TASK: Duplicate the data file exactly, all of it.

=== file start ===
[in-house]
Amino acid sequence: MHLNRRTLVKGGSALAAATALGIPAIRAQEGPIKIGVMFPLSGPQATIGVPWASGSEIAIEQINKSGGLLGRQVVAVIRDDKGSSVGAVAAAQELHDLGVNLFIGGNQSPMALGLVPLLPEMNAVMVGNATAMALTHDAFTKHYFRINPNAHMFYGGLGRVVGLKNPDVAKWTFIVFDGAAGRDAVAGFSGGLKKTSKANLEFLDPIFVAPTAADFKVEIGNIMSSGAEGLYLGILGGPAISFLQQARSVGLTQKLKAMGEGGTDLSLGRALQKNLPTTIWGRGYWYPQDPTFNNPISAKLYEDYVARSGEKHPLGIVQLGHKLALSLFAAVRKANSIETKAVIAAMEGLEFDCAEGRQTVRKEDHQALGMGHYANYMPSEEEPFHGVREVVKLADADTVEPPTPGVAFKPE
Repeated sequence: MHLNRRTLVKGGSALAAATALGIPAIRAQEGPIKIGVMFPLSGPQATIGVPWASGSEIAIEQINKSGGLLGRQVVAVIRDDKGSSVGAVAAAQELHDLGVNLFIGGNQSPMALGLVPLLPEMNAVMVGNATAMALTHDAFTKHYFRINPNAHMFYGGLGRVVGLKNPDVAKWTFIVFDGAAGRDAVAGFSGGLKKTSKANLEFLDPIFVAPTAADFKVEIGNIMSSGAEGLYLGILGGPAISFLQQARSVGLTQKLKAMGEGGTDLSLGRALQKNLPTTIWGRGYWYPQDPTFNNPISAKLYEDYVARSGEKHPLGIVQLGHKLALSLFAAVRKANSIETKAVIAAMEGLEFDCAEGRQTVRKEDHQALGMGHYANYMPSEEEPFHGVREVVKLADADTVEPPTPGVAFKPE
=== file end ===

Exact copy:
[in-house]
Amino acid sequence: MHLNRRTLVKGGSALAAATALGIPAIRAQEGPIKIGVMFPLSGPQATIGVPWASGSEIAIEQINKSGGLLGRQVVAVIRDDKGSSVGAVAAAQELHDLGVNLFIGGNQSPMALGLVPLLPEMNAVMVGNATAMALTHDAFTKHYFRINPNAHMFYGGLGRVVGLKNPDVAKWTFIVFDGAAGRDAVAGFSGGLKKTSKANLEFLDPIFVAPTAADFKVEIGNIMSSGAEGLYLGILGGPAISFLQQARSVGLTQKLKAMGEGGTDLSLGRALQKNLPTTIWGRGYWYPQDPTFNNPISAKLYEDYVARSGEKHPLGIVQLGHKLALSLFAAVRKANSIETKAVIAAMEGLEFDCAEGRQTVRKEDHQALGMGHYANYMPSEEEPFHGVREVVKLADADTVEPPTPGVAFKPE
Repeated sequence: MHLNRRTLVKGGSALAAATALGIPAIRAQEGPIKIGVMFPLSGPQATIGVPWASGSEIAIEQINKSGGLLGRQVVAVIRDDKGSSVGAVAAAQELHDLGVNLFIGGNQSPMALGLVPLLPEMNAVMVGNATAMALTHDAFTKHYFRINPNAHMFYGGLGRVVGLKNPDVAKWTFIVFDGAAGRDAVAGFSGGLKKTSKANLEFLDPIFVAPTAADFKVEIGNIMSSGAEGLYLGILGGPAISFLQQARSVGLTQKLKAMGEGGTDLSLGRALQKNLPTTIWGRGYWYPQDPTFNNPISAKLYEDYVARSGEKHPLGIVQLGHKLALSLFAAVRKANSIETKAVIAAMEGLEFDCAEGRQTVRKEDHQALGMGHYANYMPSEEEPFHGVREVVKLADADTVEPPTPGVAFKPE